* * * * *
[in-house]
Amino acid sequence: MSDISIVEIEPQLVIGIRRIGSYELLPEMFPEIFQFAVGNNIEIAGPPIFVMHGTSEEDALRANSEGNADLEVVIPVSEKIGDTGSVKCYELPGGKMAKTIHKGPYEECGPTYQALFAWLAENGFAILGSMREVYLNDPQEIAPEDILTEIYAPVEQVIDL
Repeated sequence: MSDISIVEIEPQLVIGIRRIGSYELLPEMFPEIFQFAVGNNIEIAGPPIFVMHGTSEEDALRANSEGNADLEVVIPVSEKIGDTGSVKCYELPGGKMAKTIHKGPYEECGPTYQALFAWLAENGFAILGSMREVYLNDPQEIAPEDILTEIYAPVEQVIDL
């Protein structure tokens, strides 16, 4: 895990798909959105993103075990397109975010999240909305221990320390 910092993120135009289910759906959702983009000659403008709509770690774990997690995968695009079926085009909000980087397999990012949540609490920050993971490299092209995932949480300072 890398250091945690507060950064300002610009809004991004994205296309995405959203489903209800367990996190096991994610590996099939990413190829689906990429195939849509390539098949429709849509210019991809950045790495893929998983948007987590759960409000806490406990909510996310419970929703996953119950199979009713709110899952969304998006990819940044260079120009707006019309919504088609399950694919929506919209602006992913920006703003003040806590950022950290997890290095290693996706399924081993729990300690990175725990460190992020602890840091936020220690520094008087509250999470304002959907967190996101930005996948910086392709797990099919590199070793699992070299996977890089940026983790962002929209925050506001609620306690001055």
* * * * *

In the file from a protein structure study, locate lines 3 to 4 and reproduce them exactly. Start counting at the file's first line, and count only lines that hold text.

Repeated sequence: MSDISIVEIEPQLVIGIRRIGSYELLPEMFPEIFQFAVGNNIEIAGPPIFVMHGTSEEDALRANSEGNADLEVVIPVSEKIGDTGSVKCYELPGGKMAKTIHKGPYEECGPTYQALFAWLAENGFAILGSMREVYLNDPQEIAPEDILTEIYAPVEQVIDL
């Protein structure tokens, strides 16, 4: 895990798909959105993103075990397109975010999240909305221990320390 910092993120135009289910759906959702983009000659403008709509770690774990997690995968695009079926085009909000980087397999990012949540609490920050993971490299092209995932949480300072 890398250091945690507060950064300002610009809004991004994205296309995405959203489903209800367990996190096991994610590996099939990413190829689906990429195939849509390539098949429709849509210019991809950045790495893929998983948007987590759960409000806490406990909510996310419970929703996953119950199979009713709110899952969304998006990819940044260079120009707006019309919504088609399950694919929506919209602006992913920006703003003040806590950022950290997890290095290693996706399924081993729990300690990175725990460190992020602890840091936020220690520094008087509250999470304002959907967190996101930005996948910086392709797990099919590199070793699992070299996977890089940026983790962002929209925050506001609620306690001055």